However, in the 21st century, academic disciplines are typically more crowded. While you may be familiar with some of the big names in your field, you likely won’t be familiar with all of the authors you cite for a paper, journal article, or thesis. Instead of there just being a few big names dominating each field, knowledge is pushed forward bit-by-bit through the efforts of many individual scholars.  

This is a point made by the PhD student and blogger Tom Donoghue in a post entitled “I don’t stand on the shoulders of giants. He contends that a new metaphor is needed. Instead of just standing on the shoulders of a few individual people, he suggests the idea of crowd surfing. As he writes “If ever there was truly a time in which individuals independently pushed science forwards, it is not today. Modern science is a team sport, and the words we use should reflect that, and give credit to the immense number of people contributing to its developments” (Donoghue 2017).

So, if the authors we cite these days are more like a crowd, how do you keep track of them? Remembering which idea came from which author is no longer an option, not to even mention the details of the work and the page number. Reference management software can help since it aids you in managing your sources, keeping notes on them, and easily finding them again. 
Even if we no longer stand (only) on the shoulders of giants, one thing hasn’t changed: we stand on the shoulders of the researchers who have gone before us or who are our peers. And to give them the credit they deserve, we still cite them and their work, even if we now also use other forms of citation besides footnotes to do so.  

This use of others’ findings is an essential element of knowledge production. So, the next time you feel daunted by the scholars you look up to, take comfort in the fact that someday, like Isaac Newton, you too may be able to build upon their achievements to make your own contribution to knowledge.  

What do you think about the metaphor “standing on the shoulders of giants”? Do you agree that the image of “crowd surfing” fits better today? We’d love to hear your thoughts on our Facebook page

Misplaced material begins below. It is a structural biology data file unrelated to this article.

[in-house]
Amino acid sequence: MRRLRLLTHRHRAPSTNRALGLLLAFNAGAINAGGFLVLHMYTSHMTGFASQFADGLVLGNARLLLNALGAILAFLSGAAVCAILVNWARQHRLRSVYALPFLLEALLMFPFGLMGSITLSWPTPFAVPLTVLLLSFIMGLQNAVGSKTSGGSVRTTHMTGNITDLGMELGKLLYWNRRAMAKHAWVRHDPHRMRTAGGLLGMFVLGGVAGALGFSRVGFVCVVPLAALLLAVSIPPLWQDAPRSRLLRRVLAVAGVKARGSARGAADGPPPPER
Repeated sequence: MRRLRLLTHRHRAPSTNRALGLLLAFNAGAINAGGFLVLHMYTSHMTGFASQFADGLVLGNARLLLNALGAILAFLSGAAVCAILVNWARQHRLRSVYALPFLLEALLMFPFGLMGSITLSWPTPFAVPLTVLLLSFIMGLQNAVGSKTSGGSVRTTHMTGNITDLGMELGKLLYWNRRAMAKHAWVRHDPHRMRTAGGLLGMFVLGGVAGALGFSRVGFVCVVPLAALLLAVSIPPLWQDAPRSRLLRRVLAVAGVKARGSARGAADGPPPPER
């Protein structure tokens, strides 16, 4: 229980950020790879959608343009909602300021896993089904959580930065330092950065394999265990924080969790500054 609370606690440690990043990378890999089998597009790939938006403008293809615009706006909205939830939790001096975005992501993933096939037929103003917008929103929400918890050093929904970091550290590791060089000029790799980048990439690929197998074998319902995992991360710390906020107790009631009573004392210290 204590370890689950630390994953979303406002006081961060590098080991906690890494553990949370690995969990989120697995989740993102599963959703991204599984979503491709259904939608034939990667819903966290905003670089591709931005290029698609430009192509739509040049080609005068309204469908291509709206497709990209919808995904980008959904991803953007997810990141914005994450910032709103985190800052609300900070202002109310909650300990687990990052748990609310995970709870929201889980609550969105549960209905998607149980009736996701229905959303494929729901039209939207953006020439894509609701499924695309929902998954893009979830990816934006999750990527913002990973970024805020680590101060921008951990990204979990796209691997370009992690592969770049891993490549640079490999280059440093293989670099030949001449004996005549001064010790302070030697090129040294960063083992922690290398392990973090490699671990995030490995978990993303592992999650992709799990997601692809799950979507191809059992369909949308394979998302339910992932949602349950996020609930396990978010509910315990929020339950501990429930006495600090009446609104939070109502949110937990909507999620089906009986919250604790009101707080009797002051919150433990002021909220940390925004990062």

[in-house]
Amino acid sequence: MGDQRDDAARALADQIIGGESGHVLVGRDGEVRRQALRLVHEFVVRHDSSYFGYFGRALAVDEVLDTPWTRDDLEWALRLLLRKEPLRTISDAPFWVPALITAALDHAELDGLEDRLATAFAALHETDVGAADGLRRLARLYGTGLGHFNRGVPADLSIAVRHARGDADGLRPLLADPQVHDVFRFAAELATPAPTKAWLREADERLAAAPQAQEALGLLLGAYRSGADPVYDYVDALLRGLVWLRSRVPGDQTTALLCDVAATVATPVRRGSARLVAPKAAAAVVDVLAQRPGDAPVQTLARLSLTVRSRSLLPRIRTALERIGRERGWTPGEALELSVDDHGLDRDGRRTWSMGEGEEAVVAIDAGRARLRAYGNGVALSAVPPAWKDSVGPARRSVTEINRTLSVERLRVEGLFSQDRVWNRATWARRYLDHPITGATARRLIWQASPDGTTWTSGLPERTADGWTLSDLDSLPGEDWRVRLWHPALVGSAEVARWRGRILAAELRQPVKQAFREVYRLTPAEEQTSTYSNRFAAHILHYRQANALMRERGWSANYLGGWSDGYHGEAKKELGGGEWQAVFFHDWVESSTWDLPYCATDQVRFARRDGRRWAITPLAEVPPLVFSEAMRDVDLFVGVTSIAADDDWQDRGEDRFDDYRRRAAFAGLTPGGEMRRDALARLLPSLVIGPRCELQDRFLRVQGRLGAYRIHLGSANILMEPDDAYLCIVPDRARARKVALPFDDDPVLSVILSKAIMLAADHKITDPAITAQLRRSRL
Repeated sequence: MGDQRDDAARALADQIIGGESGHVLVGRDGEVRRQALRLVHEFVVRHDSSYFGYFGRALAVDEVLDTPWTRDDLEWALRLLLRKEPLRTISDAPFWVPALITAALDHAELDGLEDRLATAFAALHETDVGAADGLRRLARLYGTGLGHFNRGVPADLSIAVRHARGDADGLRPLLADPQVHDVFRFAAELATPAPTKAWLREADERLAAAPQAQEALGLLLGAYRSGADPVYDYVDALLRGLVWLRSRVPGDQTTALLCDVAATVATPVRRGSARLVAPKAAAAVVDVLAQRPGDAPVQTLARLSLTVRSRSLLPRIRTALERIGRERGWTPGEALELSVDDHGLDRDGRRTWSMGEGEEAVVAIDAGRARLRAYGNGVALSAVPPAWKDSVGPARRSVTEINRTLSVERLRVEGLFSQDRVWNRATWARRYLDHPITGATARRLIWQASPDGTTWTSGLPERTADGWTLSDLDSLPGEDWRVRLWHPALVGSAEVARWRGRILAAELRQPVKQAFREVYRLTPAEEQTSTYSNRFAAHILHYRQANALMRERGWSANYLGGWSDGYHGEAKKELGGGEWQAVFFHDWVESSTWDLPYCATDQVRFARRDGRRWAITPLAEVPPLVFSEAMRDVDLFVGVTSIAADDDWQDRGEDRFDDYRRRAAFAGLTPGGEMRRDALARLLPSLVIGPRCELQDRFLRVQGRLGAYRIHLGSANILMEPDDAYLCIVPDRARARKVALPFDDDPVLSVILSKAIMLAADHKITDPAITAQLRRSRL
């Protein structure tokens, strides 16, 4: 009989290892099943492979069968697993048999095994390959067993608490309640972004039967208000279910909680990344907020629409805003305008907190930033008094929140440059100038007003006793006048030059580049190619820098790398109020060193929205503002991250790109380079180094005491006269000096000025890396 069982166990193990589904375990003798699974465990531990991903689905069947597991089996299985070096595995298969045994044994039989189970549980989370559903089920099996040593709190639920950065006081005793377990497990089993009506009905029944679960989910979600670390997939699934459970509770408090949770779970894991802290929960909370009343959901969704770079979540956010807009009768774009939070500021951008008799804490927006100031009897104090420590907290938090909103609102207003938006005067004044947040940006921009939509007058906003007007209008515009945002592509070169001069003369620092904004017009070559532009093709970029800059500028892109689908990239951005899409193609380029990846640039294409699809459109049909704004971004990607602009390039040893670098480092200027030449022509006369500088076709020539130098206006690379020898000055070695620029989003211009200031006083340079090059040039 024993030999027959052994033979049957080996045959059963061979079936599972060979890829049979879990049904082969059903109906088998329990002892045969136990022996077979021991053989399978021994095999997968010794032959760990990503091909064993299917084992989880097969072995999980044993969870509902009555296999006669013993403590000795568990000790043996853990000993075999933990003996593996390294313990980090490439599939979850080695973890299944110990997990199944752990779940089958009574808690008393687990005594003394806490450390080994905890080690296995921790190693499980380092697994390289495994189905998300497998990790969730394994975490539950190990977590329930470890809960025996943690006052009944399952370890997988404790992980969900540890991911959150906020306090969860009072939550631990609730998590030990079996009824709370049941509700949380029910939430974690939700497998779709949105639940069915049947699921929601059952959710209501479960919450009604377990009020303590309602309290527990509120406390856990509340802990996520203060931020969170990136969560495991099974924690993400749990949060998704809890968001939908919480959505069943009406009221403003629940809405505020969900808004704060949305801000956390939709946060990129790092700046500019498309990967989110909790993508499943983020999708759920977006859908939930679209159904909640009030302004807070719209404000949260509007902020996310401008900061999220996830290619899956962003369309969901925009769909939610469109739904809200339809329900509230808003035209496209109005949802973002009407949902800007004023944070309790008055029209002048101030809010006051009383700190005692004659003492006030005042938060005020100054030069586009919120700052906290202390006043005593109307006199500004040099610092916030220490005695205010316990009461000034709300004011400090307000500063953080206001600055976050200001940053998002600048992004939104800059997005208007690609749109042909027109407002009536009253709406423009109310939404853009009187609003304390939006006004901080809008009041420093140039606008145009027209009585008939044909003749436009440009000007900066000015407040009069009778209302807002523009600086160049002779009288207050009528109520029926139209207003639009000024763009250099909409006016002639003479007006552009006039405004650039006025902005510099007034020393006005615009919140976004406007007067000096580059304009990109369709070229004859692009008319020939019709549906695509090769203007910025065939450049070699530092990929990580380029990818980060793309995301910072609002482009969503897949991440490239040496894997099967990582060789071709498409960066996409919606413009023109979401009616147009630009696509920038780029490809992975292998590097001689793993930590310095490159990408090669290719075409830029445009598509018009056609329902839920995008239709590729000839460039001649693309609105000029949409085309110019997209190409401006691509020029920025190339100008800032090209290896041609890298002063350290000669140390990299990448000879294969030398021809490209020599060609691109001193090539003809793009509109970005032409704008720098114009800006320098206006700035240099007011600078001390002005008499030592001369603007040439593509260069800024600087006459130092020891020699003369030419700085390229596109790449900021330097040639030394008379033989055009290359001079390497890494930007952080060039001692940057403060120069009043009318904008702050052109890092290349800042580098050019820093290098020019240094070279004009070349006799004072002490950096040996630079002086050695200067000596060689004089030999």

*Spelling and wording modernized 




Blyth, C. (2018, June 21). Hard to believe, but we belong here: Scholars reflect on impostor syndrome. Times Higher Education (THE). Retrieved from 

Connors, R. J. (1998). The rhetoric of citation systems, Part I: The development of annotation structures from the renaissance to 1900. Rhetoric Review, 17(1), 6–48. 

Connors, R. J. (1999). The rhetoric of citation systems, Part II: Competing epistemic values in citation. Rhetoric Review, 17(2), 219–245. 

Donghue, T. (2017, May 24). I Don't Stand on the Shoulders of Giants. Blog post. Retrieved from 

Merton, R. K. (1993). On the shoulders of giants: A Shandean postscript. Chicago: University of Chicago Press.  

Newton, I. (1675, February 5). Isaac Newton letter to Robert Hooke, 1675, Historical Society of Pennsylvania Simon Gratz autograph collection (#0250A), Box 12/11, Folder 37. 

Created by: Jennifer Schultz – Published on: 8/13/2019
Tags: Citation Good to know

About Jennifer Schultz

Jennifer Schultz is the sole American team member at Citavi, but her colleagues don’t hold that against her (usually). Supporting research interests her so much that she got a degree in it, but she also likes learning difficult languages, being out in nature, and having her nose in a book.

Get a regular dose of research inspiration. Enter your email address to get bi-weekly emails whenever new content is added.